Informed by unparalleled access to still–secret documents, interviews with top field commanders, and a review of the military’s own internal after–action reports, Cobra II is the definitive chronicle of America’s invasion and occupation of Iraq—a conflict that could not be lost but one that the United States failed to win decisively. From the Pentagon to the White House to the American command centers in the field, the book reveals the inside story of how the war was actually planned and fought. Drawing on classified United States government intelligence, it also provides a unique account of how Saddam Hussein and his high command developed and prosecuted their war strategy.
Written by Michael R. Gordon, the chief military correspondent for The New York Times, who spent the war with the Allied land command, and Bernard E. Trainor, a retired Marine Corps lieutenant general and former director of the National Security Program at Harvard University’s John F. Kennedy School of Government, Cobra II traces the interactions among the generals, Defense Secretary Donald Rumsfeld, and President George W. Bush. It dramatically reconstructs the principal battles from interviews with those who fought them, providing reliable accounts of the clashes waged by conventional and Special Operations forces. It documents with precision the failures of American intelligence and the mistakes in administering postwar Iraq.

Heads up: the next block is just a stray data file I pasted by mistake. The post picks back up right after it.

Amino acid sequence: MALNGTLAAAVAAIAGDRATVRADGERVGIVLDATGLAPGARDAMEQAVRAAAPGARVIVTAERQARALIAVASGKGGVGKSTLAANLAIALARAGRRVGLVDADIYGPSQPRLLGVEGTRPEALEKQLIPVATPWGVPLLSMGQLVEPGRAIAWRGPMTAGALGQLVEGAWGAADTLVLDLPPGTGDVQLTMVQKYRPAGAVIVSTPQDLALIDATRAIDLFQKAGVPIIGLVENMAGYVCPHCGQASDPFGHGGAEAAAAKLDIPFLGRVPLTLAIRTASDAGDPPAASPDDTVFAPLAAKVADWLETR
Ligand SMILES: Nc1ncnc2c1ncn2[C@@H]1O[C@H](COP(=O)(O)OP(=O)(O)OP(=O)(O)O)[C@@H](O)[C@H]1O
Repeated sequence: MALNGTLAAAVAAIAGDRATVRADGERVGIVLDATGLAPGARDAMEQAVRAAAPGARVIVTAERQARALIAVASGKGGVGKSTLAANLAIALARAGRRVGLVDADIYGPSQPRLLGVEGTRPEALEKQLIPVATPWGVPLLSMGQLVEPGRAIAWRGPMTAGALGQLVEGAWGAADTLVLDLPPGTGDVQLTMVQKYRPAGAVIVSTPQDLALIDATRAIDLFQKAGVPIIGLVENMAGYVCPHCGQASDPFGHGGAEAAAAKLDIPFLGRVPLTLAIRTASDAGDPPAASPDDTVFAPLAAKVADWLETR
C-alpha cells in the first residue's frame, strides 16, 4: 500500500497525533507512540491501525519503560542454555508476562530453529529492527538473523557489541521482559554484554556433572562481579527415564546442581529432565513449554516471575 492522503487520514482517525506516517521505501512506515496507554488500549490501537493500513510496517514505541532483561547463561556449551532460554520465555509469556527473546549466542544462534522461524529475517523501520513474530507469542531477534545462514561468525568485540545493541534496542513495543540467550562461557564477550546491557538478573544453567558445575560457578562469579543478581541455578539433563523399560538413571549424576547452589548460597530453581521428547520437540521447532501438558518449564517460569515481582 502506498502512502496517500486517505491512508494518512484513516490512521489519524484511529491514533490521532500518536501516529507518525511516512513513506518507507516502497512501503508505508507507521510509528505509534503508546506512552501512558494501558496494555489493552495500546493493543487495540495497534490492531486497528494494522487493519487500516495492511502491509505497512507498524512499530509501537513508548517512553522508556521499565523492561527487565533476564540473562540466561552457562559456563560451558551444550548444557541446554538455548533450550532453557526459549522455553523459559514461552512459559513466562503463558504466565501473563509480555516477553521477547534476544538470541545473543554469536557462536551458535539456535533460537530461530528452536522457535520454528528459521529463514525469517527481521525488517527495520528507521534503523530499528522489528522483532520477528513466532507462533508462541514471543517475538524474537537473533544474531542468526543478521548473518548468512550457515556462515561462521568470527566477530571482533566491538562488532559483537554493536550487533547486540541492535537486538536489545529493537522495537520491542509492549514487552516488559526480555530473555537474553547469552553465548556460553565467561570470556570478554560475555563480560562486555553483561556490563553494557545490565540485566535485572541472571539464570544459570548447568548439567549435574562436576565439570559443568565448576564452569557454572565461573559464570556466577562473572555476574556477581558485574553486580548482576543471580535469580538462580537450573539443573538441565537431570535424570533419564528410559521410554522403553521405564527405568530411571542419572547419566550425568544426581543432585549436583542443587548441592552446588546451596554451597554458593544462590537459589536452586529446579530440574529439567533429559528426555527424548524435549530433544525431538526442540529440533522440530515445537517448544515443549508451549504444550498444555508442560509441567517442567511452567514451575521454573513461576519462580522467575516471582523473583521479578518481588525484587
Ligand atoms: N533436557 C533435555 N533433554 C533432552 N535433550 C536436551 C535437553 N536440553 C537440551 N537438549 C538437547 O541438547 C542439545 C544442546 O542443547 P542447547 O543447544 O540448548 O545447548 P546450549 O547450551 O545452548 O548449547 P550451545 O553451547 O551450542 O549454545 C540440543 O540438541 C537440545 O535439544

Unimpeachably sourced, Cobra II describes how the American rush to Baghdad provided the opportunity for the virulent insurgency that followed. The brutal aftermath in Iraq was not inevitable and was a surprise to the generals on both sides; Cobra II provides the first authoritative account as to why. It is a book of enduring importance and incisive analysis—a comprehensive account of the most reported yet least understood war in American history.
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Michael R. Gordon is the chief military correspondent for The New York Times, where he has worked since 1985. He is the coauthor, with Lieutenant General Bernard E. Trainor, of The Generals’ War. He has covered the Iraq War, the American intervention in Afghanistan, the Kosovo conflict, the Russian war in Chechnya, the 1991 Persian Gulf War, and the American invasion of Panama. He lives in the Washington, D.C., area.